Despite Cost Concerns, Americans Largely Like Health Companies

Experts argue that health insurance premiums are lower than perceived, because most went down significantly when the Affordable Care Act was enacted. (Rob Kunzig/Morning Consult)

Drug companies and insurers may shoulder a lot of public blame for rising healthcare costs, but individual companies are generally very popular, according to the Morning Consult Brand Index, an indicator that tracks favorability for every Fortune 500 company.

All five of the largest insurers — Anthem, Aetna, Cigna, Humana, and UnitedHealth — received a letter grade of B or better. Several large pharmaceutical companies received a letter grade of B or better too, including Johnson & Johnson, Merck, Pfizer, and Bristol-Myers Squibb.

Still, the public is most likely to lay blame at the feet of these industries for the cost of health care. When asked by Morning Consult in a separate poll in May which sector was most responsible for rising healthcare costs over the past 10 years, almost half of the respondents said insurers (28 percent) or pharmaceutical companies (18 percent).

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All five of the largest insurers received relatively high grades, but there was more variation among drug companies. A potential explanation for the variance among drugmakers could be that voters are paying attention to which company names are in the news and adjusting their perception of the company accordingly.

For example, Gilead — the drug company making headlines for its pricey new drugs curing hepatitis C — received a D grade, with a favorability rate of only 16 percent. Half of respondents had heard of the company, but said they had no opinion about it. Gilead’s first drug, Sovaldi, hit the market in 2014 and had a list price of $84,000 for a 12-week regimen. It then introduced Harvoni, which cost close to $100,000.

AbbVie, the drug company that makes the arthritis drug Humira, ranks even lower with a D- letter grade and a favorability rate of 14 percent. More than half of respondents, 54 percent, had heard of the company but had no opinion. Last year, Humira was the second best-selling drug in the nation.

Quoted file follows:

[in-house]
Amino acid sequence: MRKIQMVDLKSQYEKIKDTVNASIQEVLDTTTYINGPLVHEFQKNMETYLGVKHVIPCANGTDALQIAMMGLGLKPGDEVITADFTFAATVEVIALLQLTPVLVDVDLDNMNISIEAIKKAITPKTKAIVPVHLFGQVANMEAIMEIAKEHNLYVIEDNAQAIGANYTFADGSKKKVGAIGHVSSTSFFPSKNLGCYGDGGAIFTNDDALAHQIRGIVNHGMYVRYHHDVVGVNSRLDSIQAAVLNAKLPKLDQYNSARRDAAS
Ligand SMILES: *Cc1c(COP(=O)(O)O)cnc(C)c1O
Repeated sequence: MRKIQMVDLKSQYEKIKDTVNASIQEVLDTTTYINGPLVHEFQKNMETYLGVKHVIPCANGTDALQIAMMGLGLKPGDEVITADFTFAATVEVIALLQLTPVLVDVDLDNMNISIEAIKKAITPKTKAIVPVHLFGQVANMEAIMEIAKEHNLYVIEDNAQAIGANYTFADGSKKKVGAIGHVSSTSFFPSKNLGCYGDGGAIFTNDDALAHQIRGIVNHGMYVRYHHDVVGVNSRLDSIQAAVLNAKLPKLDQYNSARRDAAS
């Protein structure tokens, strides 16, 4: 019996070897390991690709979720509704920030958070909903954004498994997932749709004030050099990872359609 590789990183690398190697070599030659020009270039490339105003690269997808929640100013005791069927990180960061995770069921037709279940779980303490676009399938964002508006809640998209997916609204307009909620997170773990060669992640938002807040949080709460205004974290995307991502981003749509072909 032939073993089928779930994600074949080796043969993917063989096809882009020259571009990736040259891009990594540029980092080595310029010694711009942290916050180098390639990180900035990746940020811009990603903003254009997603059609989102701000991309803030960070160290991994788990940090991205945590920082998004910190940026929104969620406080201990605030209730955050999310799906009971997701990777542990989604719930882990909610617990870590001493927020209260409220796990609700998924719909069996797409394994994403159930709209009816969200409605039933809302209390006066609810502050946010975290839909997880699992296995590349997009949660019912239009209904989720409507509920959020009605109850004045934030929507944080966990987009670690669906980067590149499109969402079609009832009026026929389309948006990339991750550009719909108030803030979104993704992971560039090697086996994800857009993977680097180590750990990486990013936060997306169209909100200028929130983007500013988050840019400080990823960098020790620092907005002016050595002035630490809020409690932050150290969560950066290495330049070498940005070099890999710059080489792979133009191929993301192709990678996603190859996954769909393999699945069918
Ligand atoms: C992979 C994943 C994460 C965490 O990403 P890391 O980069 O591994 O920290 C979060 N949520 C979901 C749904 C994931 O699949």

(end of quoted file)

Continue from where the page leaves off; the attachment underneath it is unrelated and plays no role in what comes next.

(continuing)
AbbVie is currently making headlines because its patent exclusivity period is set to end soon, and competition looms. It has increased the list price of Humira eight times in the past three years. AbbVie also has a hepatitis C drug, Viekira Pak, which has a price similar to Gilead’s drugs and was introduced in 2014, after Sovaldi.

Of the major insurance companies, Cigna was deemed favorable by 40 percent of respondents, United by 43 percent, Anthem by 32 percent, Aetna by 48 percent, and Humana by 47 percent.

Of all healthcare companies in the Fortune 500, St. Jude Medical tops the list. It has a 74 percent approval rating and a grade of A+. Johnson & Johnson also received an A grade, with a favorability rating of 68 percent. Receiving F’s are Centene and Envision Healthcare Holdings, with a each with a 15 percent approval rate. However, 55 percent of respondents had never heard of Envision, while 52 percent have heard of Centene but have no opinion.

The Morning Consult Brand Index letter grade is assigned on a curve using the ratio of a company’s favorable and unfavorable scores, and overall favorability. This ensures that the grading represents how a company is viewed by those who know it and does not penalize companies that have low brand recognition.

Note: Company favorability ratings in Morning Consult Intelligence are regularly updated with new polling data. The numbers in this story may have shifted slightly since publication.

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